• Mark McGregor

    O’Neill,

    What you need to show is it being sung at a football match in Scotland prior to the banning of the Famine Song – that’d make your argument strong, at the minute my demonstration the tune has been used for hatemongering is a bit of a trump card.

  • Okayy…only one example, this used to be sung by Celtic fans about Jorg Albertz

    “He puts his lipstick on
    His high-heels on
    Albertz is a tranny
    & he should be called Yvonne
    Albertz is a tranny
    & he’s coming out
    & that’s what it’s all about, oh!

    Whoh, Albertz is a tranny, whoh, Albertz is a tranny”

    A classic terrace (they were still in existance circa 98!) chant of previous times.

    But you’re missing the main point I made. The people who have instigated it now, I think have done it to make a point about the agenda being played out against Rangers. There was, many, many moons ago, an underlying sectarianism to the song, but in 99.9999% of the cases when it’s sung now? All the media that has passed subjective comment on the matter has said the Catholic church is being over-sensitive on the matter, not one (afaik) journalist has brought your version to light (although no doubt the Belfast Media boys, as we speak, are concocting a suitable headline).

    Rangers have had the worst of worst publicity recently, this kind of “campaign” against them can start to sow doubts in the neutral mind. I think the more strategical thinkers amongst the Rangers supporters have realised that. But, like you, I’m only working on a subjective hunch;)

  • Pete Baker

    Mark

    Personally, I think it at best ill-advised to post that video directly on Slugger. A few legal considerations on incitement come to mind.. despite the original’s categorisation as ‘humour’ – the personal motivation of the channel is clear.

    On the origins of the Hokey-Cokey, although there is some dispute about it, the Catholic Church in Scotland seem to be in no doubt.

    Peter Kearney, a spokesman for Cardinal O’Brien, leader of the Catholic Church in Scotland, said: “This song does have quite disturbing origins. It was devised as an attack on, and a parody of, the Catholic mass.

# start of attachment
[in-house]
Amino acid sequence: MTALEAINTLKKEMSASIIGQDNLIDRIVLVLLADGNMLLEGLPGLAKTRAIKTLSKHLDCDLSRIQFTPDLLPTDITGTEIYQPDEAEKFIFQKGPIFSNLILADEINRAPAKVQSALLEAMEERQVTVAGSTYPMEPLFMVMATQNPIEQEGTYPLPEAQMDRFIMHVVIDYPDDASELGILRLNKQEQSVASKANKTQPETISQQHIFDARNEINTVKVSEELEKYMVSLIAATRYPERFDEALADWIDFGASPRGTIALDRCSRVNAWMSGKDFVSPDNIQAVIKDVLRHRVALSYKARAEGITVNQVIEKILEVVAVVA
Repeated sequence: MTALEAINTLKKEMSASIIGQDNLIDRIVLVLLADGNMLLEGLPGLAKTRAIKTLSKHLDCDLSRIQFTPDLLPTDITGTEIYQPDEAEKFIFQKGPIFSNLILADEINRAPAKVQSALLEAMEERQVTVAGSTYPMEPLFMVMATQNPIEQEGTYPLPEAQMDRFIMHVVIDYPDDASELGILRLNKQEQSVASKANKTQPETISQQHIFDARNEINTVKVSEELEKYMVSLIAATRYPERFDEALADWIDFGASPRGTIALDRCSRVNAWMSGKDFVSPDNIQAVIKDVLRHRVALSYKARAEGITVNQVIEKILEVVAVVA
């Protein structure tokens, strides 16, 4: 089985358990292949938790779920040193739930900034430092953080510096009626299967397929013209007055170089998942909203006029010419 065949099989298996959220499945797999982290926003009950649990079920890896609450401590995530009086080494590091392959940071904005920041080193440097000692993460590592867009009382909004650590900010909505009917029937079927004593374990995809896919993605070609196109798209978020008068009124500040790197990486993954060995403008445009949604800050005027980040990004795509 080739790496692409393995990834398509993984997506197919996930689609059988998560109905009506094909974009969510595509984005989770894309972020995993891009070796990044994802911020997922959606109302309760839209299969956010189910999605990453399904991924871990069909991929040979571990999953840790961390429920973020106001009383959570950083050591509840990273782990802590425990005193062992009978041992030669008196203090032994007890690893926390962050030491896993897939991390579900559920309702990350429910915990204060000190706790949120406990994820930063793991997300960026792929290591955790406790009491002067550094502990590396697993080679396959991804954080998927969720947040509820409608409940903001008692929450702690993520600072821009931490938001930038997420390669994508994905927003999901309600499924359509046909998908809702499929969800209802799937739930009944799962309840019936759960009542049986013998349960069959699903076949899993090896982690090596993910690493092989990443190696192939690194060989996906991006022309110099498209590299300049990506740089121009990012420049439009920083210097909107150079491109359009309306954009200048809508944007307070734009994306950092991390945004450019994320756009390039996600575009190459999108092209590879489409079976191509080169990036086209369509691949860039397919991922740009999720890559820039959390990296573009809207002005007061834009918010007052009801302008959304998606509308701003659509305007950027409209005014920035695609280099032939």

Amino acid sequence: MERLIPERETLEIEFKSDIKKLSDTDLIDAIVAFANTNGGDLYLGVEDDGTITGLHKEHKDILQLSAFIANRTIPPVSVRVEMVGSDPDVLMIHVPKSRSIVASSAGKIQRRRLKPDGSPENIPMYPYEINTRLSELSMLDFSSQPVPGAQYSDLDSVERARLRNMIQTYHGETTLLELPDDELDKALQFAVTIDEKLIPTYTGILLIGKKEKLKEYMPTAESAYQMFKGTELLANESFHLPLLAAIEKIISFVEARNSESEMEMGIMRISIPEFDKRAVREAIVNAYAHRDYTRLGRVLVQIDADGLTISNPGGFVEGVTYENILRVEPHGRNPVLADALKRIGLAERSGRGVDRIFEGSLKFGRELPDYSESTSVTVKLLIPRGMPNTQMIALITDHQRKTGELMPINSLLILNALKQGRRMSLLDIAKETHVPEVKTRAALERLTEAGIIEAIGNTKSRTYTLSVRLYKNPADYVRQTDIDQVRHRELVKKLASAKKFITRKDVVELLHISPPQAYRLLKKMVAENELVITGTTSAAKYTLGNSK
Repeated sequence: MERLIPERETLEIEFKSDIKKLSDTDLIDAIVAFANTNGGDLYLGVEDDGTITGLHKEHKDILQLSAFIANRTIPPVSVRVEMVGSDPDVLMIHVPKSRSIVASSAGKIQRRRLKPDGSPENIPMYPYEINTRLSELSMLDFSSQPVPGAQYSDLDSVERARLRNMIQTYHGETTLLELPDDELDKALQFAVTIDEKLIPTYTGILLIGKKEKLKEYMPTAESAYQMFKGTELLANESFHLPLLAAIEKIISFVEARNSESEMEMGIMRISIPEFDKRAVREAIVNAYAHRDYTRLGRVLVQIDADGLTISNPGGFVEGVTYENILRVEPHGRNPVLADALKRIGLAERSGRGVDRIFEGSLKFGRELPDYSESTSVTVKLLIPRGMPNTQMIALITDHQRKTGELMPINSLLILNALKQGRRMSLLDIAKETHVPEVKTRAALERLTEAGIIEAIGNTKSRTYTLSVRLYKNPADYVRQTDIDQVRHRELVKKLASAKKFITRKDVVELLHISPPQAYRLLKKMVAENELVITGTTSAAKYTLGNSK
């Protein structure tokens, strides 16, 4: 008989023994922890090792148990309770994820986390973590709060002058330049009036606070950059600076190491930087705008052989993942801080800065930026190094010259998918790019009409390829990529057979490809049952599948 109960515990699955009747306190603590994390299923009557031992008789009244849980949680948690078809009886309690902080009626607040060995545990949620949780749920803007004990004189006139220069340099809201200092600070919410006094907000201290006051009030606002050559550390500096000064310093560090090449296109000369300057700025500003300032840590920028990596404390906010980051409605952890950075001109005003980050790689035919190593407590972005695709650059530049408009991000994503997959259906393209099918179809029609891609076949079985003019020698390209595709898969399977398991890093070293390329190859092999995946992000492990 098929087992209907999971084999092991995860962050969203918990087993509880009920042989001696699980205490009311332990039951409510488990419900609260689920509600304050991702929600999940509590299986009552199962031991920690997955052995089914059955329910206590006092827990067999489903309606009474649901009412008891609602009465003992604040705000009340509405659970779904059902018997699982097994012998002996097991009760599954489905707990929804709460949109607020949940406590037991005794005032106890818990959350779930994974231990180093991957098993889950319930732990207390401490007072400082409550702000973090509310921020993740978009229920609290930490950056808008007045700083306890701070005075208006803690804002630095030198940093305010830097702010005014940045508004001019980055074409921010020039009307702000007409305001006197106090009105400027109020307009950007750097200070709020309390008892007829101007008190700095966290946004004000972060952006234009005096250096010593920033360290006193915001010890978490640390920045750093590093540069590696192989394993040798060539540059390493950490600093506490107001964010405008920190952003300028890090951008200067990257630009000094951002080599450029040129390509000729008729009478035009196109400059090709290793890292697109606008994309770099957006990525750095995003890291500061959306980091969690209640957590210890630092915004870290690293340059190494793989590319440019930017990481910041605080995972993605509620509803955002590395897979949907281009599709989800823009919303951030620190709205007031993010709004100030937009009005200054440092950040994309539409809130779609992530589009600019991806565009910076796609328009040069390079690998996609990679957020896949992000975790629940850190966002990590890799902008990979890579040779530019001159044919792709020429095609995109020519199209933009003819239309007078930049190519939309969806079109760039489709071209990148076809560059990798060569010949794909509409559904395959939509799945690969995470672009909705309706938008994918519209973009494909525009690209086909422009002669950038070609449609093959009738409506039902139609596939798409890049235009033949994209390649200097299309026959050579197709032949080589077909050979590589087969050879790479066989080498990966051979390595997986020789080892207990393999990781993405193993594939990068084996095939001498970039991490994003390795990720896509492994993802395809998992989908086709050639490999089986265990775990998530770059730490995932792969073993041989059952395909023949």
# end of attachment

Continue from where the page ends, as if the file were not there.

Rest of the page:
“If there are moves to restore its more malevolent meaning then consideration should perhaps be given to its wider use.”

  • GavBelfast

    Are these songs really sickeningly offensive the way, for example, songs about the Munich and Hillsborough Disasters that a hard core of Man Utd and Liverpool fans sang at each other for years were/are?

  • Harry Flashman

    Even if the song is a parody of the Catholic Mass, so what? Is it now a criminal offence to mock Catholicism? If that were the case then many posters on Slugger O’Toole would be doing time now.

  • USA

    In my view this song is highly offensive. I do not practice Catholicism but my wife did until recent years and my little children were Christened in a Catholic church.
    I find it discusting that some inbreds could record a song about kicking a Catholic until he squeals, “grab your self a taig / fenian” and “kick his heid in” etc.
    I think this song is incitement to hatred and should be treated as such by law enforcement. If it were up to me I would have the writers / performers charged in a court of law. Your society is so fucked up in this regard that you MUST challange this type of SECTARIAN HATE SPEACH every time you encounter it until people recognise that it is absolutely unacceptable behaviour.
    These Rangers fans continually show themselves to be a bunch of racist assholes.

  • USA

    PS. I don’t care about the whole Latin Mass thing, and don’t think these idiots are smart enough to think of that, boiled down to its core my position is that this is just pure sectarianism.

  • picador

    Scottish football should be banned.

  • Brian Walker

    Mark, It would be easy enough to whip up a storm with You Tube, now owned by Google about a post that’s truly repulsive and inciting. It recalls venomous, demented stuff from the 70s at the time of the worst sectarian assassinations. Can’t be helped but I groan to see it overshadowing my innocent little post about Once in Royal David’s City!

  • David

    The tale of the sectarian origins of the Hokey cokey is almost certainly guff. Let’s think about it rationally for a minute or two. The allegation is that it was invented by 17th century Puritans to mock the mass. What would that involve?

    1. The Puritans would have to put aside their famous objections to dancing to create a dance.

    2. They would have to have amazing foresight and invent a tune that sounds remarkably like an early 20th century jazz tune.

    3. They would have to show further foresight and create lyrics with such non-17th century expressions as “Thats what it’s all about” etc.

    4. Their dance supposedly to mock the mass would have to look absolutely nothing like anything that is ever done at the mass.

    The only real link with the Puritans is the fact that the dance is called the “Hokey cokey” which is the UK version of the American early 20th century original “hokey pokey”. This sounds a little like “hocus pocus” which SOME etymologists believe was an expression devised to mock the mass, though others disagree.

    This must be one of the most transparently manufactured grievances ever.

  • Comrade Stalin

    If it were up to me I would have the writers / performers charged in a court of law. Your society is so fucked up in this regard that you MUST challange this type of SECTARIAN HATE SPEACH every time you encounter it until people recognise that it is absolutely unacceptable behaviour.

    The thing is, if we were in the USA, this would all be expressly permitted by the first amendment.

  • Very interesting video and link. Thanks for attaching.